In its statement three weeks ago (September 18) announcing the first cut in interest rates in four years, the Federal Open Market Committee said “the tightening of credit conditions has the potential to…restrain economic growth.” Today's release of the Committee's minutes will go a little bit more deeply into the arguments for the rate cut and test the likelihood of a similar action when the FOMC meets at the end of this month.
The Committee was spooked by the report just 11 days before it last met that the economy shed 4,000 jobs in August. That employment report was revised last week to show a gain of 89,000 jobs in August, leading to suggestions the Committee might not have cut rates as sharply if it had the revised numbers.
But, what of “the tightening of credit conditions?” Was that assessment accurate?
The Federal Reserve itself reported last Friday consumer credit outstanding increased a whopping $12 billion in August – to $2.47 trillion — the largest month-month increase since May; in the last six months, consumer credit has grown $65.6 billion compared with $47.1 billion in the previous six months. Translated, that means debt for each household grew by $582 in the last six months, compared with $418 in the previous six.
Among the several possible explanations: there is no credit crunch — another argument that the FOMC may have acted too quickly in lowering rates — or the economy is in deeper trouble than we realize or acknowledge.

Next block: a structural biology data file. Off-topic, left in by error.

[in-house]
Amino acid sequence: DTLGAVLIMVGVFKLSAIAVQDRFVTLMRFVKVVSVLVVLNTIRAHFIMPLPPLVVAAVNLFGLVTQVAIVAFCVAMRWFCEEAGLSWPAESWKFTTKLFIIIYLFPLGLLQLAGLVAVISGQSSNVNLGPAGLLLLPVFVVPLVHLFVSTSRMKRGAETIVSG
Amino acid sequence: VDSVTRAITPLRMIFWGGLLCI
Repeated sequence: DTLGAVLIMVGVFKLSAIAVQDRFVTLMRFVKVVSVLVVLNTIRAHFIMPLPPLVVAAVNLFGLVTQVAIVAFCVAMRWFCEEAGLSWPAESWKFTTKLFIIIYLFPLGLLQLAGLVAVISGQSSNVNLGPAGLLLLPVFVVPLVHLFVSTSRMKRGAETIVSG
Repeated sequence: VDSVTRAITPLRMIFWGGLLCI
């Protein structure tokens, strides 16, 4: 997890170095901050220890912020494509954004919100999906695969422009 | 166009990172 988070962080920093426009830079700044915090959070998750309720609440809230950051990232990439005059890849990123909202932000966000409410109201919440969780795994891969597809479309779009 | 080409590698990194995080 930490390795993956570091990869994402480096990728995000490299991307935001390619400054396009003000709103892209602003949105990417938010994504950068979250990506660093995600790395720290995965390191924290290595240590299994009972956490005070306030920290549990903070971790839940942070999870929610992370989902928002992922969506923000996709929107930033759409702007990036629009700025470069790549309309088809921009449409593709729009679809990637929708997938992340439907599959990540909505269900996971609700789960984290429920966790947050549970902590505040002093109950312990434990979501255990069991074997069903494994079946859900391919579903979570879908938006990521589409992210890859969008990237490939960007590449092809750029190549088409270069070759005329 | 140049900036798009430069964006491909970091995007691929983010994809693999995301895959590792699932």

The August increase in household debt (excluding mortgages) came in the same month in which personal consumption spending rose faster than disposable (after-tax) income; disposable income was up $37.2 billion, but spending was up $54.8 billion. On a per household basis, each household, on average, spent $16 more in August than it took in, while household debt increased $107.
While the increased household spending is good news for an economy relying so heavily on consumption, the increased borrowing is not – especially when that additional borrowing is not used to expand spending. The increased borrowing is itself a sign of stress.
Since the Federal Reserve consumer credit report excludes real estate related debt, a dip or slow growth in credit card debt could mean homeowners have used less costly home equity or other mortgage debt to pay down higher interest credit card debt. With lenders – at the urging of regulators – tightening credit standards for mortgage debt in response to increasing mortgage foreclosures, it may be that escape route is closing.
A couple of weeks ago Fed Chairman Ben Bernanke in a closed door meeting with senior financial officials left at least one attendee with the impression he is more deeply concerned about the damage the housing meltdown could do to the rest of the economy than he has said publicly. The change in household debt supports that view.
Today's minutes will open the door a bit wider into the FOMC thinking.